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Harvey Robbins dies
By Bernie Delinski -
Businessman Harvey Robbins attends a meeting of the University of North Alabama board of trustees. The Tuscumbia benefactor died Wednesday. He was 80.

Harvey Robbins, the highly successful industrialist who built a local company into a world leader in flooring products during his career and dedicated countless dollars and time toward revitalizing his beloved town of Tuscumbia in his retirement, died Wednesday. He was 80.

Robbins cofounded National Floor Products Co., in Florence, with his father, Stanley Robbins, in 1957.

In 1994, he sold the company to Domco Industries.

Robbins then focused on property development and projects for Tuscumbia.

Literally pouring millions of dollars into the city beginning in the late 1990s, Robbins gave Spring Park a major makeover that included designing and building a replica train that runs along 4,000 feet of tracks, light show with dancing water set to music at Spring Creek, 48-foot-high waterfall and a bronze statue memorializing a Chickasaw princess.

“He gave back,” Tuscumbia Mayor Bill Shoemaker said. “He spent millions in the park and made it a landmark. He loved this city, and we have lost a great man.”

Robbins also purchased several downtown buildings and helped fledging business owners open shops downtown.

He created a downtown streetscaping project and brought back an old Tuscumbia landmark, Palace Ice Cream and Sandwich Shop.

The efforts have brought additional tax dollars to the city, which long has had a small revenue base. It also has made Spring Park one of the most popular locations in the Shoals.

Robbins also renovated the old Tuscumbia Depot and Fifth and Water Street, which now is a museum with a roundhouse and turntable.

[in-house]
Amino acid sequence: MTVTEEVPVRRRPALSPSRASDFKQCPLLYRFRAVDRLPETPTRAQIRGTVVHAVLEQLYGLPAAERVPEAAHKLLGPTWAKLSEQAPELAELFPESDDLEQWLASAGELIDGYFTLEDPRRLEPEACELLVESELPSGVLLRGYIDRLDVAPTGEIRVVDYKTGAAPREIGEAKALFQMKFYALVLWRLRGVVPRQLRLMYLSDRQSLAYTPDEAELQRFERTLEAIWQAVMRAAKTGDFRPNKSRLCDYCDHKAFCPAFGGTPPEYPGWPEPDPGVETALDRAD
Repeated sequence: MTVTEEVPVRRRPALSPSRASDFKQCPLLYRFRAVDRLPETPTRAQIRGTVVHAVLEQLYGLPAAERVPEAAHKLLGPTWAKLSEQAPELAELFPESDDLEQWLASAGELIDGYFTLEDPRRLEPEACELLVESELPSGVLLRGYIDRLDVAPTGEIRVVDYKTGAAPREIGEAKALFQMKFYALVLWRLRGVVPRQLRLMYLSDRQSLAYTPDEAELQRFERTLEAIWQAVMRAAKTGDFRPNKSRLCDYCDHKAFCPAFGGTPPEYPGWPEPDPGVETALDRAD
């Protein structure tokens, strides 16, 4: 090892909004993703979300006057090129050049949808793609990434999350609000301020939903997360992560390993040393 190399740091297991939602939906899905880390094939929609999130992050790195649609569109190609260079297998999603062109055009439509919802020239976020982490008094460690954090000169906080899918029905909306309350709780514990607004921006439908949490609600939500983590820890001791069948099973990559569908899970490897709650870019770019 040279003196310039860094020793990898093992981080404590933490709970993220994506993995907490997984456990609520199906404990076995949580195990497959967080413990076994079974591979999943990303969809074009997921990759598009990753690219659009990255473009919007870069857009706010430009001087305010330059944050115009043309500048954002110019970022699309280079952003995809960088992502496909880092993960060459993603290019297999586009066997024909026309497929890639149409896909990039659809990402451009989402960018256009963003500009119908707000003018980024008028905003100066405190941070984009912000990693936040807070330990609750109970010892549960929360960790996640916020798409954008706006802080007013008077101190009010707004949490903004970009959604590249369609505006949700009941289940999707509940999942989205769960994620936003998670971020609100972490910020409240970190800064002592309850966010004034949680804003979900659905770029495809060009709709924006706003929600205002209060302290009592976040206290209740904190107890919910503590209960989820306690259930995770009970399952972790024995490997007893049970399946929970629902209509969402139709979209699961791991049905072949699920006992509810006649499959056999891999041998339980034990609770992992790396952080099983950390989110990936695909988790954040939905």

David Bronner, chief executive officer of the Retirement Systems of Alabama, worked with Robbins when Bronner and local leaders were developing projects designed to help boost the Shoals’ economy more than 10 years ago.

Robbins ultimately provided the land for two Robert Trent Jones golf courses in Colbert County that were key to the project.

“His death is a really big loss for the community,” Bronner said. “Very few people look after other people before they look after themselves. Harvey was certainly an example of someone who did that.”

Robbins was born in Dayton, Ohio, but he and his family moved to Tuscumbia at an early age. He graduated from Deshler High School and went on to attend the University of Florida and University of North Alabama.

In 1952, Robbins married his high school sweetheart, Joyce Ann McKinney and they had three children, six grandchildren and five great-grandchildren. He fondly recalled days of courting his future wife over chocolate milkshakes at the old Palace store at Fifth and Main Street downtown. Those memories helped spur the idea for renovating the store at the same location and revitalizing Tuscumbia.

His successful efforts to boost the city brought national acclaim through feature stories in numerous publications and programs, including NBC’s “Today” show.

Robbins served on many local boards, including the UNA Board of Trustees, during his lifetime.

In 2000, he received the Community Investment Award from the Shoals Chamber of Commerce. The following year, the chamber named him and Joyce Ann citizens of the year and the TimesDaily proclaimed them newsmakers of the year.

Bernie Delinski can be reached at 256-740-5739 or

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